By Steve Frothingham
David Zabriskie (Garmin-Slipstream) won the 2009 Tour of Missouri on Sunday as Canadian Martin Gilbert (Planet Energy) sprinted to victory in the final stage, a hilly 72.3-mile circuit race in Kansas City.
It was the first stage race title in Zabriskie’s nine years as a pro. And it didn’t come easily for him or his team. Garmin was already a man down (due to Christian Vande Velde’s broken hand from a stage 1 crash) when Zabriskie donned the yellow jersey after the stage 5 time trial.
Matches are made to be burned, and the team proceeded to use up its riders as the week proceeded. Will Frischkorn sacrificed himself on the rollers in Saturday’s stage, finally popping and cruising in 10 minutes behind the field that day.
On Sunday, a fried Frischkorn lasted just one 10.2-mile lap of the circuit before dropping out. Before the end, Garmin burnt three more matches as Mike Friedman and Jason Donald dropped out with a lap to go and Steven Cozza fell out of the lead pack on the final lap.
Zabriskie finished with just two teammates, Danny Pate and Timothy Duggan.
“The last two days is why you call it a team sport,” a grateful Zabriskie said.
How it shook out
Zabriskie’s jersey wasn’t the only honor up for grabs in the final stage. Team Type 1’s Moises Aldape had held the KOM lead all week, but his position was far from secure: he carried a 13-point lead over Saxo Bank’s Chris Anker Sorensen, but the final stage awarded a maximum of 24 points.
Another honor up for grabs was third place overall. Bissell’s Tom Zirbel held the spot by just a fraction of a second ahead of Marco Pinotti, he of the mighty Columbia-HTC team. Two intermediate sprints each awarded three time bonuses; if Pinotti got just one, he would stand on the third spot on the final podium.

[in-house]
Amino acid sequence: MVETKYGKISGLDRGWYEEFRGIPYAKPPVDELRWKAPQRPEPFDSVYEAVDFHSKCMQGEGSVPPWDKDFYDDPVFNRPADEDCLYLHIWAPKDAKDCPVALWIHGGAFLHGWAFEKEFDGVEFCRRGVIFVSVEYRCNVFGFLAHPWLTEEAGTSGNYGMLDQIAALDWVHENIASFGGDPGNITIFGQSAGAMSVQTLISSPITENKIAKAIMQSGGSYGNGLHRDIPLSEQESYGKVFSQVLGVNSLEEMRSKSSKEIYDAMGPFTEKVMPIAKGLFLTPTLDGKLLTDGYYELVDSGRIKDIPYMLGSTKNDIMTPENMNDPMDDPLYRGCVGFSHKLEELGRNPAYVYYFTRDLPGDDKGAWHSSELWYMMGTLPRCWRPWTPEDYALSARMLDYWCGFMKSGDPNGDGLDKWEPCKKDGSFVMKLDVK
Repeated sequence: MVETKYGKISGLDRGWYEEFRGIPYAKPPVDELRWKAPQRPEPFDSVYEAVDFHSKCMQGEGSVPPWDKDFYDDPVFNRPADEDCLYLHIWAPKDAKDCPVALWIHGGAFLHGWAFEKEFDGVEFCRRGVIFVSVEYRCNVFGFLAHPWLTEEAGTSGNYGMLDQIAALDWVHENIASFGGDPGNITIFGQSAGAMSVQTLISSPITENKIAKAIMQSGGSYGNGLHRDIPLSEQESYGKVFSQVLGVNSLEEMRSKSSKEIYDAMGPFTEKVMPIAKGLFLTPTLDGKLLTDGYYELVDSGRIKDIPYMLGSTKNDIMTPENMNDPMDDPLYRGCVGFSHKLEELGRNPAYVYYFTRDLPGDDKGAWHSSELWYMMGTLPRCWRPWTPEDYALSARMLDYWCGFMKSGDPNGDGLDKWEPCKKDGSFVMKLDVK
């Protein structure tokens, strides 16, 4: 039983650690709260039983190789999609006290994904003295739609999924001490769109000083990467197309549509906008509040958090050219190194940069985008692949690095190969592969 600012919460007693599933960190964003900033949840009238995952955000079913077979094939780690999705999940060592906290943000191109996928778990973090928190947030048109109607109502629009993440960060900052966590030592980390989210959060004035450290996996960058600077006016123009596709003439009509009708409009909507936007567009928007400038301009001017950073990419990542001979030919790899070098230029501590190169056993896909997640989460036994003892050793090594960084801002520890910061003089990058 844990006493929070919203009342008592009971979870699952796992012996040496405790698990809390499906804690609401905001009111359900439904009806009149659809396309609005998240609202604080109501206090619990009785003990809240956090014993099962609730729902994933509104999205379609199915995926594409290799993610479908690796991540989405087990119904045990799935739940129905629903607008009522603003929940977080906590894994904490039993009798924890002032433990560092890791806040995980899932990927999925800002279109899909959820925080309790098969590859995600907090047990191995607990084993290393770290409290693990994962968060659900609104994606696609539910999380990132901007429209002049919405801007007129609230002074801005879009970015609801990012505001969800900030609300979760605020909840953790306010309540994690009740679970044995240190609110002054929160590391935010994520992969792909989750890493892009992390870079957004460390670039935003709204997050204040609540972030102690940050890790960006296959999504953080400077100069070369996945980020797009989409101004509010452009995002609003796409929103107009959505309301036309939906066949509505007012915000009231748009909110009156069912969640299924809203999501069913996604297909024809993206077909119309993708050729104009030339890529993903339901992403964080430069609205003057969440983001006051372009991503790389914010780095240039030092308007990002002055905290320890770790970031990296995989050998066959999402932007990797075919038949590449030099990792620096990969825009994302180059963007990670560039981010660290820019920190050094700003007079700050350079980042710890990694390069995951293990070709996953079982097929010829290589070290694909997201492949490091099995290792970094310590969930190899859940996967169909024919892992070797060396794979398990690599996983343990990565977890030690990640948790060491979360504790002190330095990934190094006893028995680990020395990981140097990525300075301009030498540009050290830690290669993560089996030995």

These two battles dominated the early and middle parts of the race, before the race for the stage win began in the third act.
Act 1: Columbia-HTC delivers Pinotti
Columbia-HTC took the pace-setting burden off of Garmin in the first lap, as the white-and-yellow squad reeled in an early break by Astana’s Yaroslav Popovych and wound up the pace toward the downhill sprint line at mile 9.2, in sight of the start/finish line on Kansas City’s Grand Boulevard.
“Those guys did what they do best,” said Bissell’s Ben Jacques-Maynes, who tried in vain to keep Pinotti — not known for his sprint — from grabbing a bonus. “They wound it up to 65-70 kph and there was nothing we could do, they had it so strung out.”
George Hincapie delivered Pinotti to the line and took the second-place points. Jacques-Maynes came through third.
“I guess it felt kind of good that it took the whole Columbia team to take something away from Team Bissell,” Jacques-Maynes said wryly.
A small break was away for the next sprint, and Bissell was unable to close it down in time for Zirbel to try to take the time back. “From there we just had to deliver Tom to the line safely,” Jacques-Maynes said.
Act 2: Team Type 1 protects Aldape’s KOM
The seven-lap race contained two KOM laps, with points awarded to five places at two summits on the third and sixth laps. Aldape calculated that if he and his team could keep Sorensen out of the points on the first KOM lap (the race’s third lap), the Mexican would own the KOM jersey for good.
So on the second lap, Team Type 1’s Darren Lill bridged to a break containing Saxo’s Lars Bak and BMC’s Mathias Frank. Bak and Mathias took the first two KOM positions, Lill got the third, and back in the field Aldape grabbed the fourth and Team Type 1’s Matt Wilson snagged fifth.
So far, so good, for Aldape.
But then the three-man break gave up the ghost and the pack steamed toward the second KOM summit. This time Aldape snagged first place and Lill took second, but Sorensen got third. The Dane was on the board, and Aldape knew he couldn’t call the jersey his for a few more laps at least.